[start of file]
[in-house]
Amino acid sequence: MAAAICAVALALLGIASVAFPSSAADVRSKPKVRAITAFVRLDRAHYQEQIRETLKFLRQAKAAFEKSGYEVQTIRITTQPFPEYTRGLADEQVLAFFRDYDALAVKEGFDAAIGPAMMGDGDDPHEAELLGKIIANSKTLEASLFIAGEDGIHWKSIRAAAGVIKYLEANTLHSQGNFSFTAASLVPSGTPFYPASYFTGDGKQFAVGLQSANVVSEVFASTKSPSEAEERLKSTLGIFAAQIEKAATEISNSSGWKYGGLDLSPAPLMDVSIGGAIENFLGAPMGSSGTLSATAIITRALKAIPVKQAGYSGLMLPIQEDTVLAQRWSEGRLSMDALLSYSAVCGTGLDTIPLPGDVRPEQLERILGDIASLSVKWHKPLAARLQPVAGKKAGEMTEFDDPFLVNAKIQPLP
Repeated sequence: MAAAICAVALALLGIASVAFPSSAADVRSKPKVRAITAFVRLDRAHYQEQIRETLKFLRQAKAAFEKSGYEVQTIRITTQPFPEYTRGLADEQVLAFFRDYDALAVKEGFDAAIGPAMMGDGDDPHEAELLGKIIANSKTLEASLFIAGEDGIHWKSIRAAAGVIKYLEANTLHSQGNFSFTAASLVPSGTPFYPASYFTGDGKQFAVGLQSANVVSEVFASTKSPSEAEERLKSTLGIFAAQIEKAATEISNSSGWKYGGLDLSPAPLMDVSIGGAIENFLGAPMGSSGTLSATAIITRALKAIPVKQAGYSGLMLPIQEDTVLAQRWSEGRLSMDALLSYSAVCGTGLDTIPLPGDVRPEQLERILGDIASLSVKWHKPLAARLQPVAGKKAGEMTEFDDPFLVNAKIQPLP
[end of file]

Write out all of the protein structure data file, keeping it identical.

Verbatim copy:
[in-house]
Amino acid sequence: MAAAICAVALALLGIASVAFPSSAADVRSKPKVRAITAFVRLDRAHYQEQIRETLKFLRQAKAAFEKSGYEVQTIRITTQPFPEYTRGLADEQVLAFFRDYDALAVKEGFDAAIGPAMMGDGDDPHEAELLGKIIANSKTLEASLFIAGEDGIHWKSIRAAAGVIKYLEANTLHSQGNFSFTAASLVPSGTPFYPASYFTGDGKQFAVGLQSANVVSEVFASTKSPSEAEERLKSTLGIFAAQIEKAATEISNSSGWKYGGLDLSPAPLMDVSIGGAIENFLGAPMGSSGTLSATAIITRALKAIPVKQAGYSGLMLPIQEDTVLAQRWSEGRLSMDALLSYSAVCGTGLDTIPLPGDVRPEQLERILGDIASLSVKWHKPLAARLQPVAGKKAGEMTEFDDPFLVNAKIQPLP
Repeated sequence: MAAAICAVALALLGIASVAFPSSAADVRSKPKVRAITAFVRLDRAHYQEQIRETLKFLRQAKAAFEKSGYEVQTIRITTQPFPEYTRGLADEQVLAFFRDYDALAVKEGFDAAIGPAMMGDGDDPHEAELLGKIIANSKTLEASLFIAGEDGIHWKSIRAAAGVIKYLEANTLHSQGNFSFTAASLVPSGTPFYPASYFTGDGKQFAVGLQSANVVSEVFASTKSPSEAEERLKSTLGIFAAQIEKAATEISNSSGWKYGGLDLSPAPLMDVSIGGAIENFLGAPMGSSGTLSATAIITRALKAIPVKQAGYSGLMLPIQEDTVLAQRWSEGRLSMDALLSYSAVCGTGLDTIPLPGDVRPEQLERILGDIASLSVKWHKPLAARLQPVAGKKAGEMTEFDDPFLVNAKIQPLP